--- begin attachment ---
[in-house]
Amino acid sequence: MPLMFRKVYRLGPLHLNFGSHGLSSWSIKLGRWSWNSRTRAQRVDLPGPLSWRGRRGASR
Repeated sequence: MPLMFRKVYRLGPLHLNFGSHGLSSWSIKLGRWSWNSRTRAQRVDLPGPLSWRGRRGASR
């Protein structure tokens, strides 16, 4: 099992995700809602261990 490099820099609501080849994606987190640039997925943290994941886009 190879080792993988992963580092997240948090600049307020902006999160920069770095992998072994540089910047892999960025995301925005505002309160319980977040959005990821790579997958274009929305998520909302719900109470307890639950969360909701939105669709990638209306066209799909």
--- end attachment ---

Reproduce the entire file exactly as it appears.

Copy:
[in-house]
Amino acid sequence: MPLMFRKVYRLGPLHLNFGSHGLSSWSIKLGRWSWNSRTRAQRVDLPGPLSWRGRRGASR
Repeated sequence: MPLMFRKVYRLGPLHLNFGSHGLSSWSIKLGRWSWNSRTRAQRVDLPGPLSWRGRRGASR
């Protein structure tokens, strides 16, 4: 099992995700809602261990 490099820099609501080849994606987190640039997925943290994941886009 190879080792993988992963580092997240948090600049307020902006999160920069770095992998072994540089910047892999960025995301925005505002309160319980977040959005990821790579997958274009929305998520909302719900109470307890639950969360909701939105669709990638209306066209799909």